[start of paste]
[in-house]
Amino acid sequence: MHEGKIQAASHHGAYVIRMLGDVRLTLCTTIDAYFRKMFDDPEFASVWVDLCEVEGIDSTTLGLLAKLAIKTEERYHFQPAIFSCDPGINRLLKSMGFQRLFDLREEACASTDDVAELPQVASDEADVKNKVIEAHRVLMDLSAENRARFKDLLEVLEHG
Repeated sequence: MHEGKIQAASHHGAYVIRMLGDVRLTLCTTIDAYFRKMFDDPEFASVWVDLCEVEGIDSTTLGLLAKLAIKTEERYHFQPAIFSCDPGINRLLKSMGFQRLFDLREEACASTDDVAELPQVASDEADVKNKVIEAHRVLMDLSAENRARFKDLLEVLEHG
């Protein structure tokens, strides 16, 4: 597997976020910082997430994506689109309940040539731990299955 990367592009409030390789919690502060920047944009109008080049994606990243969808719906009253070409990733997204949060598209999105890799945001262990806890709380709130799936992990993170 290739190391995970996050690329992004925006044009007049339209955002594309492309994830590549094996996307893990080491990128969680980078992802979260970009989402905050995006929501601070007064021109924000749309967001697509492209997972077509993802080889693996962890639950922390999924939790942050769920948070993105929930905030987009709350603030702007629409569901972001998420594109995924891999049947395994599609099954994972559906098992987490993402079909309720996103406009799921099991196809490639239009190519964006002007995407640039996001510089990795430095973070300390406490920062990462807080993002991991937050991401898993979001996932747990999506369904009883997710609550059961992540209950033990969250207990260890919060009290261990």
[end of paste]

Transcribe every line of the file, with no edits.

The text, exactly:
[in-house]
Amino acid sequence: MHEGKIQAASHHGAYVIRMLGDVRLTLCTTIDAYFRKMFDDPEFASVWVDLCEVEGIDSTTLGLLAKLAIKTEERYHFQPAIFSCDPGINRLLKSMGFQRLFDLREEACASTDDVAELPQVASDEADVKNKVIEAHRVLMDLSAENRARFKDLLEVLEHG
Repeated sequence: MHEGKIQAASHHGAYVIRMLGDVRLTLCTTIDAYFRKMFDDPEFASVWVDLCEVEGIDSTTLGLLAKLAIKTEERYHFQPAIFSCDPGINRLLKSMGFQRLFDLREEACASTDDVAELPQVASDEADVKNKVIEAHRVLMDLSAENRARFKDLLEVLEHG
């Protein structure tokens, strides 16, 4: 597997976020910082997430994506689109309940040539731990299955 990367592009409030390789919690502060920047944009109008080049994606990243969808719906009253070409990733997204949060598209999105890799945001262990806890709380709130799936992990993170 290739190391995970996050690329992004925006044009007049339209955002594309492309994830590549094996996307893990080491990128969680980078992802979260970009989402905050995006929501601070007064021109924000749309967001697509492209997972077509993802080889693996962890639950922390999924939790942050769920948070993105929930905030987009709350603030702007629409569901972001998420594109995924891999049947395994599609099954994972559906098992987490993402079909309720996103406009799921099991196809490639239009190519964006002007995407640039996001510089990795430095973070300390406490920062990462807080993002991991937050991401898993979001996932747990999506369904009883997710609550059961992540209950033990969250207990260890919060009290261990």